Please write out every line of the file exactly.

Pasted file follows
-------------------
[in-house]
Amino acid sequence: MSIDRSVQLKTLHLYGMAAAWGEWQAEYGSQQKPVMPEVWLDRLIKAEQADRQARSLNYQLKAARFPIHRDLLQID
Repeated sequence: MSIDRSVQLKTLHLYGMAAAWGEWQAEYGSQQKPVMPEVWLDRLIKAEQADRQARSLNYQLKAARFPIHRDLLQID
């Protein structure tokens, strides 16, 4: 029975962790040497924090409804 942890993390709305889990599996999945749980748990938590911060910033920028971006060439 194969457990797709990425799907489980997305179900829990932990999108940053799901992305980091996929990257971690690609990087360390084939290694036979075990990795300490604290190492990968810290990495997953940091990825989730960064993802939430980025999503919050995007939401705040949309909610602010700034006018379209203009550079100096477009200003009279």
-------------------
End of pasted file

[in-house]
Amino acid sequence: MSIDRSVQLKTLHLYGMAAAWGEWQAEYGSQQKPVMPEVWLDRLIKAEQADRQARSLNYQLKAARFPIHRDLLQID
Repeated sequence: MSIDRSVQLKTLHLYGMAAAWGEWQAEYGSQQKPVMPEVWLDRLIKAEQADRQARSLNYQLKAARFPIHRDLLQID
């Protein structure tokens, strides 16, 4: 029975962790040497924090409804 942890993390709305889990599996999945749980748990938590911060910033920028971006060439 194969457990797709990425799907489980997305179900829990932990999108940053799901992305980091996929990257971690690609990087360390084939290694036979075990990795300490604290190492990968810290990495997953940091990825989730960064993802939430980025999503919050995007939401705040949309909610602010700034006018379209203009550079100096477009200003009279």